The pipelines that surge run-off from the land to the ocean create an easy access for pollution to reach the water on our beaches. Sections of the beach close down usually after periods of rainfall, as rain moves ample amounts of pollutants into the ocean. Most of the pollutants that are in the water are caused by what people are doing on land. Some actions that cause ocean contamination and pollution include:

  • Automobile and boat use
  • Pesticide use
  • Garbage dumping
  • Land-clearing
  • Toxic waste dumping
  • Oil spills

The bacteria, pollutions, wastes, and pesticides in oceans and on beaches can have detrimental health effects to humans, especially children. These health effects include:

  • Sore Throat
  • Gastroenteritis
  • Meningitis
  • Encephalitis
  • Methicillin Resistant Staphylococcus Aureus (MRSA)

The problem in our coastal waters is one that should concern us. Children like to play on the sand and in the water, making them more susceptible to the health effects caused by pollution.

About the author: Nicole Reising is an intern at the Office of Children’s Health Protection. She is a sophomore studying non-profit management at Indiana University.

Editor's Note: The opinions expressed here are those of the author. They do not reflect EPA policy, endorsement, or action, and EPA does not verify the accuracy or science of the contents of the blog.

Please share this post. However, please don't change the title or the content. If you do make changes, don't attribute the edited title or content to EPA or the author.

Playing It Safe At The Beach

image of author taking a survey on the beachAs the Beach Program Coordinator for EPA’s office in Chicago, I’m often asked whether it’s safe to swim in Lake Michigan. My answer is yes, it is safe to swim in the lake, but there are things that swimmers need to know before they go to the beach to help keep themselves – and others – from getting sick at the beach.

When you’re at the beach, be sure to wash your hands as soon as you leave the water and always before eating anything. Don’t feed the birds, as their fecal matter can contribute to poor water quality and may cause beach closures. Also, be sure to use the bathroom facilities when nature calls, and encourage your friends to do the same. I can’t tell you how many times I’ve been at the beach and hear people tell their friends they have to go to the bathroom – then watch them get up and walk towards the shore! The most important tip is make sure that you stay out of the water if you are sick, as you may share your illness with others.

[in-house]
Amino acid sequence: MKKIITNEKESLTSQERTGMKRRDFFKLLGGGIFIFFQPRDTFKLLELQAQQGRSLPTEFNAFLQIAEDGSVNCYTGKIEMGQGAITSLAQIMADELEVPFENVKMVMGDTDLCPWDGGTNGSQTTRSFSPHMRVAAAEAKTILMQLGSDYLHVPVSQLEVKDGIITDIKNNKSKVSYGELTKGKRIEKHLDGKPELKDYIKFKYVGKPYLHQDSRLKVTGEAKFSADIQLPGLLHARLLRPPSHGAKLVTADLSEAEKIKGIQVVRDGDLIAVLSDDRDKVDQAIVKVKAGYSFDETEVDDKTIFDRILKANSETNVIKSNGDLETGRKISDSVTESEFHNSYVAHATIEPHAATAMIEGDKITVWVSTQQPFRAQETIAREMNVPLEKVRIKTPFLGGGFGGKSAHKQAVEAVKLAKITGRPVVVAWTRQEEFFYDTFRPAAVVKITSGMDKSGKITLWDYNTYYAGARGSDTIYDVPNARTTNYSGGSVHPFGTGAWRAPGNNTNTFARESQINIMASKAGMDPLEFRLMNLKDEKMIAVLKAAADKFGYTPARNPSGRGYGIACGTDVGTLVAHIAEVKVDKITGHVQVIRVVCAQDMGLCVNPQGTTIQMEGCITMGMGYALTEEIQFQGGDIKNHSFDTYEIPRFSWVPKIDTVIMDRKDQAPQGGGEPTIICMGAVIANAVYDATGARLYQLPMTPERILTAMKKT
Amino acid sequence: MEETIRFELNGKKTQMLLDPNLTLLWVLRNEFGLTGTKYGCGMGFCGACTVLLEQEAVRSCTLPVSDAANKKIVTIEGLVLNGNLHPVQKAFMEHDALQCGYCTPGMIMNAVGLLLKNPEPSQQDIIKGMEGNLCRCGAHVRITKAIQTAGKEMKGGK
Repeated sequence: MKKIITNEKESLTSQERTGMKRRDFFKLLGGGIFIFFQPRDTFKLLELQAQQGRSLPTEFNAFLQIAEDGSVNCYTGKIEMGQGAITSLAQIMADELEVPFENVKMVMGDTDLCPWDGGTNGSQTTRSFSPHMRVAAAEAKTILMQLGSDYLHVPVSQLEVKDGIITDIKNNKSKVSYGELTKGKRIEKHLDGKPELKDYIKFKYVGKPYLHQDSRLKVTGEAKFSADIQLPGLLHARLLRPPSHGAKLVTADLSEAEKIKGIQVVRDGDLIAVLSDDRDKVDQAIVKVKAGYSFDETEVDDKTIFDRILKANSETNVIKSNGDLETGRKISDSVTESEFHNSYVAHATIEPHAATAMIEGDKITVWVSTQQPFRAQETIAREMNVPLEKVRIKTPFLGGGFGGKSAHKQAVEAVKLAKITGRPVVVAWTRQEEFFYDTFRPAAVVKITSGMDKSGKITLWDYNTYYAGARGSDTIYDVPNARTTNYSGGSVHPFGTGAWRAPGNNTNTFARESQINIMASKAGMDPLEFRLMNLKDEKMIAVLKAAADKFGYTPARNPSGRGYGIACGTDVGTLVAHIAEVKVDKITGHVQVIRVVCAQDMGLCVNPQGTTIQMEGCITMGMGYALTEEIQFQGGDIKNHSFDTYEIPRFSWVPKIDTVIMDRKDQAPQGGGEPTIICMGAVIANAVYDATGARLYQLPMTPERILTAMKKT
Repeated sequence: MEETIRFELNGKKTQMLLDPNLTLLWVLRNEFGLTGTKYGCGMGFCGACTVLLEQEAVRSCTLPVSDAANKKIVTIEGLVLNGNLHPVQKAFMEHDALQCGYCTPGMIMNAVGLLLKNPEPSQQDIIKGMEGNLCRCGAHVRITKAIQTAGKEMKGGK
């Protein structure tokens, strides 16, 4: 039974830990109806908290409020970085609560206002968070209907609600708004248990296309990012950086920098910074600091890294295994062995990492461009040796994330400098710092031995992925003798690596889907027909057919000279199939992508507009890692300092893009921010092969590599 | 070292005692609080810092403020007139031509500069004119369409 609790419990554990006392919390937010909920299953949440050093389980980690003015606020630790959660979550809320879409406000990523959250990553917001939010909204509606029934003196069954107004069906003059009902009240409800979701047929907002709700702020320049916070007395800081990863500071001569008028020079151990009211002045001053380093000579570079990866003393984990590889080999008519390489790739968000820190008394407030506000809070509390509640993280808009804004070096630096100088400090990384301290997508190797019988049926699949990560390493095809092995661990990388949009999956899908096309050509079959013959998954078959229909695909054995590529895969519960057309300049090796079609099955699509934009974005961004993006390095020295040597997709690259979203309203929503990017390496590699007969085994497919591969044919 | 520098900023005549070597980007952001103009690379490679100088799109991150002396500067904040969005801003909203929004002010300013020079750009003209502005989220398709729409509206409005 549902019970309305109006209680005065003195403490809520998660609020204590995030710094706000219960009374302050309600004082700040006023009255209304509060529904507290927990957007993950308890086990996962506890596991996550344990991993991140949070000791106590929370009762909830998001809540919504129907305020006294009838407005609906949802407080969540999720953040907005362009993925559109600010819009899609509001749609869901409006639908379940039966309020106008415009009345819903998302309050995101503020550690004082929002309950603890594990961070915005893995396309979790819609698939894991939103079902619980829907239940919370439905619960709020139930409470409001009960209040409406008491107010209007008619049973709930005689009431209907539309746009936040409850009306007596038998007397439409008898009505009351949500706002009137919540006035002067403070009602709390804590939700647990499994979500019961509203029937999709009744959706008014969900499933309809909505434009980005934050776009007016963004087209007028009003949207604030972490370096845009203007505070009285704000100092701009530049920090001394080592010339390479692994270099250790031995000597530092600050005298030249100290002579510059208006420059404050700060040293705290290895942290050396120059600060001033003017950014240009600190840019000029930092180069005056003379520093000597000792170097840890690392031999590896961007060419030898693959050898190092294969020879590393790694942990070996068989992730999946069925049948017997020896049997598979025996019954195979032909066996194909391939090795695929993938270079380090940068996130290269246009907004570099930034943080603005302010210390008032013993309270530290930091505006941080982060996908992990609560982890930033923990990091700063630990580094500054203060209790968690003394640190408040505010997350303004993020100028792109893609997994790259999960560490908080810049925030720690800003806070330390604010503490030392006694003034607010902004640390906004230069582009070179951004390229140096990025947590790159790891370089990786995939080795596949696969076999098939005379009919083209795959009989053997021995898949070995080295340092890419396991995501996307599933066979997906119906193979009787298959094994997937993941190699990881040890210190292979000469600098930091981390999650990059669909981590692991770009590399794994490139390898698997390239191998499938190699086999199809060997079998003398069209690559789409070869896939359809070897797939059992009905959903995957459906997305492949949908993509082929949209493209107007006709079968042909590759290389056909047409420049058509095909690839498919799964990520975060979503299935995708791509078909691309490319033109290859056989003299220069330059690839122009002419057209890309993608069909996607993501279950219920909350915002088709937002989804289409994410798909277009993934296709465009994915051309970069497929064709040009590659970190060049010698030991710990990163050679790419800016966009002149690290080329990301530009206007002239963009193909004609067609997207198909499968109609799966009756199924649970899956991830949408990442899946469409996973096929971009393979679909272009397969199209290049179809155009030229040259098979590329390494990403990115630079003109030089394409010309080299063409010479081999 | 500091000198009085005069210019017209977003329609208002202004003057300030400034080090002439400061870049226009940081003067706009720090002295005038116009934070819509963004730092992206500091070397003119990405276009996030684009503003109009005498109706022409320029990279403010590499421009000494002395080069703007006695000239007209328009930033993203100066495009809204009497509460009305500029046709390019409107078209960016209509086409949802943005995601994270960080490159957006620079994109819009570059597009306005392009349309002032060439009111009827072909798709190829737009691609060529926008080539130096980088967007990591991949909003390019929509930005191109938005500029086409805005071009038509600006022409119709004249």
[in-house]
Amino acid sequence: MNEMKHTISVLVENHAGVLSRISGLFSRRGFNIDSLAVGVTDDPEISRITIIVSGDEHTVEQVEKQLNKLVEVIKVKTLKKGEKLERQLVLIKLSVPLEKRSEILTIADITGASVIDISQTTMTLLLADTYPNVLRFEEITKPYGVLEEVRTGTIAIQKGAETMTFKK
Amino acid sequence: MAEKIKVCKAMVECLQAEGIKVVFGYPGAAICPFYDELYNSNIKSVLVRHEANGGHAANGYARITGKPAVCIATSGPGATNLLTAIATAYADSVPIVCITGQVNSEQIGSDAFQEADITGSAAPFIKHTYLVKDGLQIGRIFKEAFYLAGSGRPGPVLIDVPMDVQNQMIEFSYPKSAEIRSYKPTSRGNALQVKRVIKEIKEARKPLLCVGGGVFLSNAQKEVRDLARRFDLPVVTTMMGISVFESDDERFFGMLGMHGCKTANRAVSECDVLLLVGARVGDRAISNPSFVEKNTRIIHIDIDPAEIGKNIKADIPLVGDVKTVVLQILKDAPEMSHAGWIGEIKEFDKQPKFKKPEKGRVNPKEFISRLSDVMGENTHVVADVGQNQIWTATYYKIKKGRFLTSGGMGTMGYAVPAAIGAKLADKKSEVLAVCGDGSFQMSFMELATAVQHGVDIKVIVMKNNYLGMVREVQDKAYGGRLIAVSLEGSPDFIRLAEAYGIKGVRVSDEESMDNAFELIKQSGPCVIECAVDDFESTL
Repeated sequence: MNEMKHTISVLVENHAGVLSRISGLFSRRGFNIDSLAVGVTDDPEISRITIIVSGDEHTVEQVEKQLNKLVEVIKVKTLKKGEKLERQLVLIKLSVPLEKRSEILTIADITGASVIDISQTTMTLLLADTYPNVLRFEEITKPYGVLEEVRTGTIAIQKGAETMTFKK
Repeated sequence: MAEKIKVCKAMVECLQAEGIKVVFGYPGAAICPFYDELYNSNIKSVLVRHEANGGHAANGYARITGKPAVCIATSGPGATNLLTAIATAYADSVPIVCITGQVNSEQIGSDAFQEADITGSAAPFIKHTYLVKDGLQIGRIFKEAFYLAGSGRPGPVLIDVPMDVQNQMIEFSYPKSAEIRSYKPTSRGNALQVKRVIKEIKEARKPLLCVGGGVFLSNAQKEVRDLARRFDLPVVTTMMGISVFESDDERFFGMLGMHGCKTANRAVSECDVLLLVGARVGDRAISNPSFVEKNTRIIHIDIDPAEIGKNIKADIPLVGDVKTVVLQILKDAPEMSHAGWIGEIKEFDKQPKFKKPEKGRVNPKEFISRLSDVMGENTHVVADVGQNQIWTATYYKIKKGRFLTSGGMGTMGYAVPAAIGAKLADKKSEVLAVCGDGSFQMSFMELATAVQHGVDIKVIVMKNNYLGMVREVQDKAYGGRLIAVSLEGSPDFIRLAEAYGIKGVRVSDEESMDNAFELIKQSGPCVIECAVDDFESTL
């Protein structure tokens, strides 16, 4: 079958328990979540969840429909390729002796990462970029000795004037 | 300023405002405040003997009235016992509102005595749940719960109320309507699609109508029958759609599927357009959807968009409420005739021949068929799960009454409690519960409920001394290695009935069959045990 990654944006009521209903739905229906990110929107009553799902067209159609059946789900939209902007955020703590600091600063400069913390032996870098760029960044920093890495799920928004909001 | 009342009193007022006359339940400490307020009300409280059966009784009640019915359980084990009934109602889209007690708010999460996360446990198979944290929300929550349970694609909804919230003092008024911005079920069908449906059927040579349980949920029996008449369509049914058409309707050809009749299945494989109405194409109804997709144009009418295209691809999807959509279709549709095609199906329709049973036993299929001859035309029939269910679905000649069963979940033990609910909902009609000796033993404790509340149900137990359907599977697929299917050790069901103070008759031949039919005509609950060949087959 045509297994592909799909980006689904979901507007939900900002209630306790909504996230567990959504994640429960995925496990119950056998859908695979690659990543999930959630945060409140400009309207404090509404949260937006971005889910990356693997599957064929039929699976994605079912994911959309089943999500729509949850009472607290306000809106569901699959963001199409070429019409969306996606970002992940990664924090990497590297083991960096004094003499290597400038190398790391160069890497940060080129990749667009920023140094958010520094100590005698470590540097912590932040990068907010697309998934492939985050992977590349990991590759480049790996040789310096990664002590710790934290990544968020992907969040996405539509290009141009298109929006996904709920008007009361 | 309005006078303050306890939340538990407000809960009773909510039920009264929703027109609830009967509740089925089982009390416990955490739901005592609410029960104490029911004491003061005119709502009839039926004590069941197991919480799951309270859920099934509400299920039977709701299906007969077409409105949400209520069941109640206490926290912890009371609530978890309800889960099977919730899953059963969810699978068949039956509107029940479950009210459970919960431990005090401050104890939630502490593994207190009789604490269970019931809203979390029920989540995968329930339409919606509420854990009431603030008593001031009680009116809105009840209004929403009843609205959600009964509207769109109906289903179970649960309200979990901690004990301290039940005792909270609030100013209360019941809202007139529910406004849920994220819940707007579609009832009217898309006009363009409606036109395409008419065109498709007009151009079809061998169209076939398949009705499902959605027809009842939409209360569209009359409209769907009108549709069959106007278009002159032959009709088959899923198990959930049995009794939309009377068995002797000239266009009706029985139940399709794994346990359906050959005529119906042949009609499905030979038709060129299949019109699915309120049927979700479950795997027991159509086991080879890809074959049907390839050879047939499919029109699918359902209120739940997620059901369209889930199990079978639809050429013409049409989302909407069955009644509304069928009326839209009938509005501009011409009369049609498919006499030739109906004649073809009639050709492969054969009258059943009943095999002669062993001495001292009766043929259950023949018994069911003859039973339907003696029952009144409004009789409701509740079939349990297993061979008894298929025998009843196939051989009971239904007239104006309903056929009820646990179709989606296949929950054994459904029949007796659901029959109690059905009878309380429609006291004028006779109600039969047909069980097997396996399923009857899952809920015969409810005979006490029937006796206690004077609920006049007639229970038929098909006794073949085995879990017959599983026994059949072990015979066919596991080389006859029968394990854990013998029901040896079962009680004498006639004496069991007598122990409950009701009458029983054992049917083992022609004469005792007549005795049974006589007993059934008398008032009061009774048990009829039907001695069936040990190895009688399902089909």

Even though many beaches are regularly tested for bacteria levels, it can take up to a day to get water quality samples back from the lab, so water quality results aren’t posted until the following day. Being an informed swimmer will help keep you healthy. I generally tell beach goers that a good rule to follow is to avoid swimming during, and up to a day or two after, a rainstorm. Pollutants, such as fertilizers, pesticides, and animal waste, may be washed off the land and into the water during the rain, which could pollute the beach water.

image of EPA tent at beachWhat do you do when you see a sign at the beach that advises against swimming? Swimming in contaminated water can make you sick, ranging from sore throats and diarrhea to more serious illnesses. EPA and CDC are currently studying the relationship between water quality and illness, and the results of the study, due out in 2011, will help better protect swimmers.

In the meantime, you can help make your favorite beaches better during your summer break by volunteering to adopt a beach! Go to the Alliance for the Great Lakes’ website to find out how you can become part of their Adopt-a-Beach program. Volunteers help collect data on different aspects of their beach to investigate pollution sources, collect and dispose of litter, and sample water quality; or check into the 24th annual International Coastal Cleanup on September 19. Let’s keep our beaches clean! Do you know of other ways to volunteer to keep our beaches clean? Share your stories and contacts with us here!!